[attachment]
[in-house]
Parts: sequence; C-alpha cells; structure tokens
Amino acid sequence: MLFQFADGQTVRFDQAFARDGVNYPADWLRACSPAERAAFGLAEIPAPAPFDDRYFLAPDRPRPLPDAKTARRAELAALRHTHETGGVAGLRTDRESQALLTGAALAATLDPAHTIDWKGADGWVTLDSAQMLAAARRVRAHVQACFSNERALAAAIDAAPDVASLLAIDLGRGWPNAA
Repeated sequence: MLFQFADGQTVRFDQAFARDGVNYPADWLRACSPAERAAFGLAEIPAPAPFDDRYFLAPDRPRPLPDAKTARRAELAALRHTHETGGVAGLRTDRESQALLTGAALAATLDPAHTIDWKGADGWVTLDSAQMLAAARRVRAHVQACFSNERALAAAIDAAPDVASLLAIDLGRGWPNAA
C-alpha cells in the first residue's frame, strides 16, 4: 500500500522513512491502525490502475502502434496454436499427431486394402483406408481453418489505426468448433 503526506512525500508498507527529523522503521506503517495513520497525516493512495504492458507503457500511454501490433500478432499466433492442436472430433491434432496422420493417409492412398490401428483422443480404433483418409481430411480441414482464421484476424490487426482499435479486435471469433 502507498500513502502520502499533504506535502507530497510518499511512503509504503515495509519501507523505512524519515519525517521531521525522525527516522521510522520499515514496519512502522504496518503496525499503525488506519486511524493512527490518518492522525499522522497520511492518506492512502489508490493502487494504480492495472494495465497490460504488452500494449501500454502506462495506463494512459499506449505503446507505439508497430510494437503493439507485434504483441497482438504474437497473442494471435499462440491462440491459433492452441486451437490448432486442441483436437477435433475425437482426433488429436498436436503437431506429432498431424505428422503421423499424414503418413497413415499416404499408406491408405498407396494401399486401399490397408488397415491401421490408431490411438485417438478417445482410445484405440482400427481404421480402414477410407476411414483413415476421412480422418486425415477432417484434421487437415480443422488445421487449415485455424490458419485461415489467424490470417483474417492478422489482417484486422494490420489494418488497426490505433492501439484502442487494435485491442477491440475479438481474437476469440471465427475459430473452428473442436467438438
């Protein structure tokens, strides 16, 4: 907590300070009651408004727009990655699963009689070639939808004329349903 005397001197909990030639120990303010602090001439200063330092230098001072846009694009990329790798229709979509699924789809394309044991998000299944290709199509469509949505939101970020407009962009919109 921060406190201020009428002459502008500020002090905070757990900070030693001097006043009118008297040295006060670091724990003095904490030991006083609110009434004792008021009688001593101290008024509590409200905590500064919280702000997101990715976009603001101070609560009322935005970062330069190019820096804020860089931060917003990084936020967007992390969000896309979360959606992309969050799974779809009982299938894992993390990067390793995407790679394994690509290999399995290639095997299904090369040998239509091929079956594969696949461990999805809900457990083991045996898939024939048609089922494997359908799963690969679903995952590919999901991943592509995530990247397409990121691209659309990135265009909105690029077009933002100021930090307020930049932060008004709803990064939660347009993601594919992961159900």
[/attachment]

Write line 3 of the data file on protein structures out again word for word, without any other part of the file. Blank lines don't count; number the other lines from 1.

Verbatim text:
Amino acid sequence: MLFQFADGQTVRFDQAFARDGVNYPADWLRACSPAERAAFGLAEIPAPAPFDDRYFLAPDRPRPLPDAKTARRAELAALRHTHETGGVAGLRTDRESQALLTGAALAATLDPAHTIDWKGADGWVTLDSAQMLAAARRVRAHVQACFSNERALAAAIDAAPDVASLLAIDLGRGWPNAA